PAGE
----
Table 2
Table 2:
Risk factors of lymph node metastasis in patients with diagnosed papillary adenocarcinoma type early gastric cancer.

3.3 Clinical outcomes of ESD

There were 33 patients who underwent ESD with papillary adenocarcinoma-type EGC. We classified all patients according to the existing ESD guideline. In total, 21 patients had an absolute indication (intramucosal cancer without ulceration and size ≤20 mm); 12 patients had an expanded indication (intramucosal cancer without ulceration regardless of size and minute submucosal cancer in size ≤30 mm), and no patient had any above expanded indication. In the final pathological result, 30 patients (90.9%) exhibited curative resection, whereas the 3 patients who exhibited non-curative resection (9.1%), including 2 resection margin-positive patients and 1 person with LVI, underwent additional surgery. There was no LN metastasis in the pathological results after surgery (Fig. 2).

Figure 2
Figure 2:
Endoscopic submucosal dissection results of papillary adenocarcinoma type early gastric cancer. ESD = endoscopic submucosal dissection.

During the study period, 926 patients underwent ESD with well- to moderately-differentiated adenocarcinoma-type EGC. We compared their baseline characteristics and clinical outcomes after ESD with 33 patients who underwent ESD with papillary adenocarcinoma-type EGC (Table 3). Of the 959 patients from both groups, there were 640 men (66.7%) with an average (SD) age of 67.1 (8.9) years. Meanwhile, 19 patients (57.6%) in the papillary adenocarcinoma-type EGC group were male and 22 patients (66.7%) were over 65 years of age. Macroscopically elevated type was observed in 14 patients (42.4%) and most lesions were located in the lower third of the stomach. Most lesions were confined to the mucosa (84.4%) and LVI was observed in 1 patient (3.0%). In 2 patients (6.1%), tumor cells were observed in the resection margin and procedure-related complications occurred in 3 patients (9.1%). There was neither local recurrence nor patients who died during the observation period.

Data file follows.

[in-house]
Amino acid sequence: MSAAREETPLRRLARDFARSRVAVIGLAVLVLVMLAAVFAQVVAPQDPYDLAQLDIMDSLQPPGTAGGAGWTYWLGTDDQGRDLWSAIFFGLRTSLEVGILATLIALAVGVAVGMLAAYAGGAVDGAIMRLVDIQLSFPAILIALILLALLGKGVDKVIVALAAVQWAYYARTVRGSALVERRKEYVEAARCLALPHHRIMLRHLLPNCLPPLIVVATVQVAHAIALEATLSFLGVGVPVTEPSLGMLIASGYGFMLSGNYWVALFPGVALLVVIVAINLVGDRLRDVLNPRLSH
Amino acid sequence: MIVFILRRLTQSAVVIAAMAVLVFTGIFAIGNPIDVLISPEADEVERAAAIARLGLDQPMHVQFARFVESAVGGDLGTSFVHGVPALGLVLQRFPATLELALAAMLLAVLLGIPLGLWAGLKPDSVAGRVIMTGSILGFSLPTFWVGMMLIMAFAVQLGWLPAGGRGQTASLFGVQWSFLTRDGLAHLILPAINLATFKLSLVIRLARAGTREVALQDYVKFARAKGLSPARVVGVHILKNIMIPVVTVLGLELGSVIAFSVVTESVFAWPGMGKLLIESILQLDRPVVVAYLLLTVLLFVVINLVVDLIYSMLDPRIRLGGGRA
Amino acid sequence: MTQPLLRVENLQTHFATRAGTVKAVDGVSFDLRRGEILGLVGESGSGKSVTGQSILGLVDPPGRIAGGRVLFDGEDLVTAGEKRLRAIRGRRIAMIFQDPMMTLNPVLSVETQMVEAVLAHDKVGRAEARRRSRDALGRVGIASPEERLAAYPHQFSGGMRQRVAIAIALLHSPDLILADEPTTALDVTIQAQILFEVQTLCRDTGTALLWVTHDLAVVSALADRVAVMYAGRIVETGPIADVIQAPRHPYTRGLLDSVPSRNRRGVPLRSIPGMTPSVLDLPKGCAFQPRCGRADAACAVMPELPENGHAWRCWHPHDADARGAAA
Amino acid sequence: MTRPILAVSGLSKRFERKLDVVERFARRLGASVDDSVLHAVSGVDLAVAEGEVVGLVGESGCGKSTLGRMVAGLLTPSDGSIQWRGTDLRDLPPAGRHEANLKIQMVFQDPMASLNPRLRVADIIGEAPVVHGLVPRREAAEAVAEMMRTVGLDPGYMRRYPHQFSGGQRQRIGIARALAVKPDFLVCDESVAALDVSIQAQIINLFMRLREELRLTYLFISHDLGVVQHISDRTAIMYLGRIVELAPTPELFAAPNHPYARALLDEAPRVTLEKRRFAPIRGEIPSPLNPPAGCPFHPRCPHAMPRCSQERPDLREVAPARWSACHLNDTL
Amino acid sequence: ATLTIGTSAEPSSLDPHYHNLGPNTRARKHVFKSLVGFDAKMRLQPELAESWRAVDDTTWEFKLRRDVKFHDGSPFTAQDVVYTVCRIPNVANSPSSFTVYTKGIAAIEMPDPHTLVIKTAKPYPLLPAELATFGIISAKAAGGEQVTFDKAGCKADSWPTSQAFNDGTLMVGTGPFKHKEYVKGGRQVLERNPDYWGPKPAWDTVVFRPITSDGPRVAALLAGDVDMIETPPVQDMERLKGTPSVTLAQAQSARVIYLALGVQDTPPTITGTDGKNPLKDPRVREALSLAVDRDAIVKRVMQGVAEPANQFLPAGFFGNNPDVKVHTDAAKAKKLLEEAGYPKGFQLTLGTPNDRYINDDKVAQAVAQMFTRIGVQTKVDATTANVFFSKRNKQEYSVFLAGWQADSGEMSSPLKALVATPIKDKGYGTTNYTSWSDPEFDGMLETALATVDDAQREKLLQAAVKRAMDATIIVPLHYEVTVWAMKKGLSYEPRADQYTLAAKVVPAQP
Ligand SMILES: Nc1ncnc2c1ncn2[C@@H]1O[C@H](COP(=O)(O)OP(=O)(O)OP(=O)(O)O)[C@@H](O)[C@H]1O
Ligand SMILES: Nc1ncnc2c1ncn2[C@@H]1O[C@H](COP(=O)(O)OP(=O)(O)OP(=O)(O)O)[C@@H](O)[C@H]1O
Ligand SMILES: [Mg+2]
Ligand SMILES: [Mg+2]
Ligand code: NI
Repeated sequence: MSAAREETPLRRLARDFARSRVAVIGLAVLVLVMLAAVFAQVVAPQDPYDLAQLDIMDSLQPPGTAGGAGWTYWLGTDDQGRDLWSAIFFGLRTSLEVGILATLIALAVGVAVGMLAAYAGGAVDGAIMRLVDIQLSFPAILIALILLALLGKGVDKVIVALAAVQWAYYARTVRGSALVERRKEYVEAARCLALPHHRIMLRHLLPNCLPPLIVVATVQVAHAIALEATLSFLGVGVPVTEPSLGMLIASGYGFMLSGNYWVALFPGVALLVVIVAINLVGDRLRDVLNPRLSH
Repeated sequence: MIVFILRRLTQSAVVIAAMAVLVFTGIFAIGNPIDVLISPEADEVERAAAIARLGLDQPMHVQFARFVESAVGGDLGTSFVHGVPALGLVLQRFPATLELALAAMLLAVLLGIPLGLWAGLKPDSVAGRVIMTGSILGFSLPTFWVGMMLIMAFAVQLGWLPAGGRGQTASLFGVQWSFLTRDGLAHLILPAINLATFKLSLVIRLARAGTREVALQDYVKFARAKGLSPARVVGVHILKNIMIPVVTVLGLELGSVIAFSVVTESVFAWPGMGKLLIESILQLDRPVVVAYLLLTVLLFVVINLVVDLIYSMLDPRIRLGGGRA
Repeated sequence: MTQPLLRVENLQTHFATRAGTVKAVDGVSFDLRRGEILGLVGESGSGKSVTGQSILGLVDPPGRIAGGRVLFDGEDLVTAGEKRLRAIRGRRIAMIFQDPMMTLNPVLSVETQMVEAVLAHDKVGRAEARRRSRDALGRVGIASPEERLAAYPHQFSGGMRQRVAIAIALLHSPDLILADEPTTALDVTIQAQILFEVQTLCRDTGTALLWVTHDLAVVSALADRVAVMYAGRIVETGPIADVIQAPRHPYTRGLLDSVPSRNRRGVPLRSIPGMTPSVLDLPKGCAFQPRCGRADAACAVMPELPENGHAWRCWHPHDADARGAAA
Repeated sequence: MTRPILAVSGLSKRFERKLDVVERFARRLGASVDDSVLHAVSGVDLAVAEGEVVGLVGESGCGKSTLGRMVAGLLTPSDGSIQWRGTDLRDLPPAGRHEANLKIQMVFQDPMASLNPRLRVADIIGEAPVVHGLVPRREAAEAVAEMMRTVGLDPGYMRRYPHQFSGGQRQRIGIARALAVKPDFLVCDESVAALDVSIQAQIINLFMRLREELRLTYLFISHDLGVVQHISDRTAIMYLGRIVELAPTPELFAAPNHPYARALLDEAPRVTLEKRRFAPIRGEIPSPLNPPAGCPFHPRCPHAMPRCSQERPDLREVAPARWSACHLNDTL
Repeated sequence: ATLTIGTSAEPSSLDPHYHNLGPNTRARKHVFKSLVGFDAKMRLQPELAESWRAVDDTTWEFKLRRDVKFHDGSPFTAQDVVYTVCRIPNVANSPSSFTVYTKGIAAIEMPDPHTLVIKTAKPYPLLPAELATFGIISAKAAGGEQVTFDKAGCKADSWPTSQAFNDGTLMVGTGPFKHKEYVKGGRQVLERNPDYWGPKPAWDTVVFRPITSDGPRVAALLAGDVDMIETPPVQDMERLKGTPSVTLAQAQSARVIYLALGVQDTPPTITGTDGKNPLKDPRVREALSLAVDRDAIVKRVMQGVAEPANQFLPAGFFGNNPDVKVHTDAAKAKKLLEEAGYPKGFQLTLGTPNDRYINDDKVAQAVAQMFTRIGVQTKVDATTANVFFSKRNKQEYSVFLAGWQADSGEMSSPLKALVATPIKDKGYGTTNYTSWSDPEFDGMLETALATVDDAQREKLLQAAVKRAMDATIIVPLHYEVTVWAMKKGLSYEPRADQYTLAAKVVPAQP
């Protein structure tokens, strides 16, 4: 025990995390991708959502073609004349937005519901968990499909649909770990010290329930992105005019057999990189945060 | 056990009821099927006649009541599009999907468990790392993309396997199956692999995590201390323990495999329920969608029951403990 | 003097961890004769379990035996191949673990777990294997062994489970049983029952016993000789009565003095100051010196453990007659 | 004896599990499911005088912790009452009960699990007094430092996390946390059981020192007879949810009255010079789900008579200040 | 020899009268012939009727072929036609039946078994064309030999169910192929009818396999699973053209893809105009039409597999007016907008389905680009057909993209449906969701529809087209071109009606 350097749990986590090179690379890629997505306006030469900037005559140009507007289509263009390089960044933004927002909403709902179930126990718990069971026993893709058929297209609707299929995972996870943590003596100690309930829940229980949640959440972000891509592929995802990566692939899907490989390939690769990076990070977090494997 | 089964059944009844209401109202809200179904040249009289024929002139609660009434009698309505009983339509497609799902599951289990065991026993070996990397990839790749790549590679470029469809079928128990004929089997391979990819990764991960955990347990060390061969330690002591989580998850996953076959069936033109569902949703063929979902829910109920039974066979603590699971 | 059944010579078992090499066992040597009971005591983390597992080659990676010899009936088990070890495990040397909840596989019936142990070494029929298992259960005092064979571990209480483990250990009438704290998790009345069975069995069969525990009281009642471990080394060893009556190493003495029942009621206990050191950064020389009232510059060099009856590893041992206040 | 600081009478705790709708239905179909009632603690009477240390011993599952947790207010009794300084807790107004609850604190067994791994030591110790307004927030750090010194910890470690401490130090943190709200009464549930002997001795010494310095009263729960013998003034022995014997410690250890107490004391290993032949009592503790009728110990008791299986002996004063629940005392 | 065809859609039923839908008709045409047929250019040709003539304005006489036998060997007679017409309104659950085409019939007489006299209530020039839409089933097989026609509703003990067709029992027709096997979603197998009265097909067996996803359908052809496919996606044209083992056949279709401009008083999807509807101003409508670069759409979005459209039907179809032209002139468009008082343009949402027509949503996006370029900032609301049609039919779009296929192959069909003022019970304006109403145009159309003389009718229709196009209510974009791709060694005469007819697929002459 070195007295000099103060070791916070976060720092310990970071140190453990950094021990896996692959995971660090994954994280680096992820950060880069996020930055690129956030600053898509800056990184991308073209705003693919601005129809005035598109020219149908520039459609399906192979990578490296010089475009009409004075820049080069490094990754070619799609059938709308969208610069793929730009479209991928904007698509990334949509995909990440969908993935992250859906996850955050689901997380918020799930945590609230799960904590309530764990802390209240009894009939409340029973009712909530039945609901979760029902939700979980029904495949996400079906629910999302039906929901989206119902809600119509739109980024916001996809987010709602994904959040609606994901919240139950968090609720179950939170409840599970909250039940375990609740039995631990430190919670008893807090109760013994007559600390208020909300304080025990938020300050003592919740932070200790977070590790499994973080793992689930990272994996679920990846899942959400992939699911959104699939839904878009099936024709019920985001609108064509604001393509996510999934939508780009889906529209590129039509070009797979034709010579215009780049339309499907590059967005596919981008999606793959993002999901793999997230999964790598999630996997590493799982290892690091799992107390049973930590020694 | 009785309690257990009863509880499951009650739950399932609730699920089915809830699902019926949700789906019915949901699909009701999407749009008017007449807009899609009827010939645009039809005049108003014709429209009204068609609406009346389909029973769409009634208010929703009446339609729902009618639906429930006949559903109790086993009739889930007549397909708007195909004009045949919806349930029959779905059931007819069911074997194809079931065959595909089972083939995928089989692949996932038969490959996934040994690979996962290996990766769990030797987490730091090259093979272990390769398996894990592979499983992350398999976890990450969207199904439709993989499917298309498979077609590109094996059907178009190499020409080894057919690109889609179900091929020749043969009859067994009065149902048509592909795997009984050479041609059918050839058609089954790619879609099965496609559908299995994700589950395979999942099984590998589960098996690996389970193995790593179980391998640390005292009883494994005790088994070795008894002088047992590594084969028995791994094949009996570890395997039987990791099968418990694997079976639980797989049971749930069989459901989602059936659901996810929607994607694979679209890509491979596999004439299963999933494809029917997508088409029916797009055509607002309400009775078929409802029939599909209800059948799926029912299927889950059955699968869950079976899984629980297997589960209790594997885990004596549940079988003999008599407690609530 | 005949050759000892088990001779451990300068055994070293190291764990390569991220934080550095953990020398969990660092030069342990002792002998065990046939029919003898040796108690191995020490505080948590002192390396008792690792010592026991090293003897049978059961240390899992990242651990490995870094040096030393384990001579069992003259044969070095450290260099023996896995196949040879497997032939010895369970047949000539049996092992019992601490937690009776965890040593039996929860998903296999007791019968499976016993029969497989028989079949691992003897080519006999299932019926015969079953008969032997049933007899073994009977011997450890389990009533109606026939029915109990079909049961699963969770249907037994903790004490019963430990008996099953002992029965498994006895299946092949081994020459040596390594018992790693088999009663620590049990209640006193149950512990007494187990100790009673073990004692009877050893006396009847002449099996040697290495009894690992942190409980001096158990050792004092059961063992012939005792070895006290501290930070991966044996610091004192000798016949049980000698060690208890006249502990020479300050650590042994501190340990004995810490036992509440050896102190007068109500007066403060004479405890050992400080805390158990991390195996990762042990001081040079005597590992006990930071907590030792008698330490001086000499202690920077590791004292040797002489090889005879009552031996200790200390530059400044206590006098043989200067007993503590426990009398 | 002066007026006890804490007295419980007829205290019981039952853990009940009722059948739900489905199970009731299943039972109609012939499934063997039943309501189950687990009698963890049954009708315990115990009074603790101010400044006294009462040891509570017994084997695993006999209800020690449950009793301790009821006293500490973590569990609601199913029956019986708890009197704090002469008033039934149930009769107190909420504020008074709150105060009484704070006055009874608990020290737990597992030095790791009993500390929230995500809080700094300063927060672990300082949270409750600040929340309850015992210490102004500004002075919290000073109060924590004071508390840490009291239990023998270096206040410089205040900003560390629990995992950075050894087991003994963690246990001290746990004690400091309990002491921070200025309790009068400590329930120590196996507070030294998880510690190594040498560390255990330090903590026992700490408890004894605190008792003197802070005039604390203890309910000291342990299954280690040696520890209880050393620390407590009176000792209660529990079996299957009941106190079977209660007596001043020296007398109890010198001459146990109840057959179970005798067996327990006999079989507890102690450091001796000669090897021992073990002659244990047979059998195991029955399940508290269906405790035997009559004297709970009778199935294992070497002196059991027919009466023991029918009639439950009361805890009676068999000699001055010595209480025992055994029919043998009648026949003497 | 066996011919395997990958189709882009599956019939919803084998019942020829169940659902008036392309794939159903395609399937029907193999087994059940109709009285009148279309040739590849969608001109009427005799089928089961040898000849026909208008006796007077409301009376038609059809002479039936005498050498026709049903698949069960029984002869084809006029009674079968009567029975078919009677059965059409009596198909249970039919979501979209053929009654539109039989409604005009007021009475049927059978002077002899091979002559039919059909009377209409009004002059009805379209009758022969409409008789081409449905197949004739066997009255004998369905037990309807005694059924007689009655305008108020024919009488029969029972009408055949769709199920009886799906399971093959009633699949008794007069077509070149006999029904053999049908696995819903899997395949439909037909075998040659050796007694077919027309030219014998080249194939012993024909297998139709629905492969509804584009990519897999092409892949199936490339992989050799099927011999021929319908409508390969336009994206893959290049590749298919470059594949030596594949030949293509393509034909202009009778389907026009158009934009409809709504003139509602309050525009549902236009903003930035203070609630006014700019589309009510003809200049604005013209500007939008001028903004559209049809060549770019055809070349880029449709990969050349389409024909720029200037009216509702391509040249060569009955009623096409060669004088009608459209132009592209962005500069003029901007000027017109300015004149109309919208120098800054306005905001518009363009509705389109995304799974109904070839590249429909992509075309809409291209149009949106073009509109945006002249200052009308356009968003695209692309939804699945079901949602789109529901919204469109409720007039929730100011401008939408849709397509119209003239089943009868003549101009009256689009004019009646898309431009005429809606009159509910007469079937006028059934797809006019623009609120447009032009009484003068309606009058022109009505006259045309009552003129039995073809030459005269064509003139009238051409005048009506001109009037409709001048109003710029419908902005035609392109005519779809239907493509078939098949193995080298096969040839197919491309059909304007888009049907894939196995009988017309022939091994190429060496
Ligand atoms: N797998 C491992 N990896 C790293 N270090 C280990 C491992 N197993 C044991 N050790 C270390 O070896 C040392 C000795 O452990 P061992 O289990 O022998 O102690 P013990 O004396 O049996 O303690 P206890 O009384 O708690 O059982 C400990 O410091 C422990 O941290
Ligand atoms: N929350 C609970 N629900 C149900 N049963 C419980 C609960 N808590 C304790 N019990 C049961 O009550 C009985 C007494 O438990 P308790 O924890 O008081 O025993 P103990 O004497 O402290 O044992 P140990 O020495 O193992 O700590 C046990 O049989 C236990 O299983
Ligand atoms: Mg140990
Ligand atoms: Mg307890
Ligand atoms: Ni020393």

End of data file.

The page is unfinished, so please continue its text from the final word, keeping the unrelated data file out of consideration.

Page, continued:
Table 3
Table 3:
Compare of endoscopic submucosal dissection outcome in papillary adenocarcinoma and well to moderate differentiated adenocarcinoma type early gastric cancer.

We compared the well- to moderately-differentiated adenocarcinoma group and papillary adenocarcinoma group. In doing so, we observed no significant differences in baseline characteristics, including gender (P = .343), age (P = .255), macroscopic type (P = .201), tumor location (P = .187), depth of invasion (P = .408), or tumor size (P = .843). In addition, there were no significant differences in clinical outcomes after ESD, LVI (P = .902), resection margin positive rate (P = .477), en bloc resection rate (P = .094), curative resection rate (P = .327), procedure-related complications (P = .853), local recurrence (P = 1.000), or overall survival (P = 1.000) between the 2 groups. The average (SD) observation period of the papillary adenocarcinoma group was 39.5 (13.2) months and that of the well- to moderately-differentiated adenocarcinoma group was 37.7 (9.8) months. There was no significant difference between the 2 groups (P = .480). In addition, there was no significant difference in curative resection rate across the GI endoscopists (P = .778).

4 Discussion

Of the 85 papillary adenocarcinoma-type EGC patients, 54 underwent surgery and 33 underwent ESD. LN metastasis was observed in 25.0% (n = 13) of the patients who underwent surgery. Of the 33 patients who underwent ESD, 21 (63.6%) exhibited absolute indications; 12 (36.4%) exhibited expanded indications, and no patients exhibited beyond expanded indication. LN metastasis was not observed in 3 patients who underwent surgery after ESD. The overall LN metastasis rate of papillary adenocarcinoma-type EGC was 23.6% (13/55), which included 3 patients who underwent surgery after ESD. The LN metastasis rate was 5.6% (1/18) in mucosal cancer and 32.4% (12/37) in submucosal cancer. According to previous studies, the LN metastasis rate increases in EGC involving the submucosa or undifferentiated-type EGC. One study indicated that the LN metastasis rate was 15.0% in differentiated-type EGC involving the submucosa whose lesions were smaller than 3 cm. Moreover, the LN metastasis rate was 1.7% for differentiated-type EGC with lesions smaller than 2 cm.[12,13] The LN metastasis rate of undifferentiated-type EGC is relatively high, being 4.2% to 4.9% in mucosal cancer and 19.0% to 23.8% in submucosal cancer.[14–16] In a study of papillary adenocarcinoma-type EGC, the LN metastasis rate was 7.1% and 22.9% in mucosal and submucosal cancer, respectively, which is similar to what we observed.[17] Eventually, it is assumed that the LN metastasis rate of papillary adenocarcinoma-type EGC may be higher than that of differentiated-type EGC and similar to that of undifferentiated-type EGC; however, additional study is needed owing to the small sample size.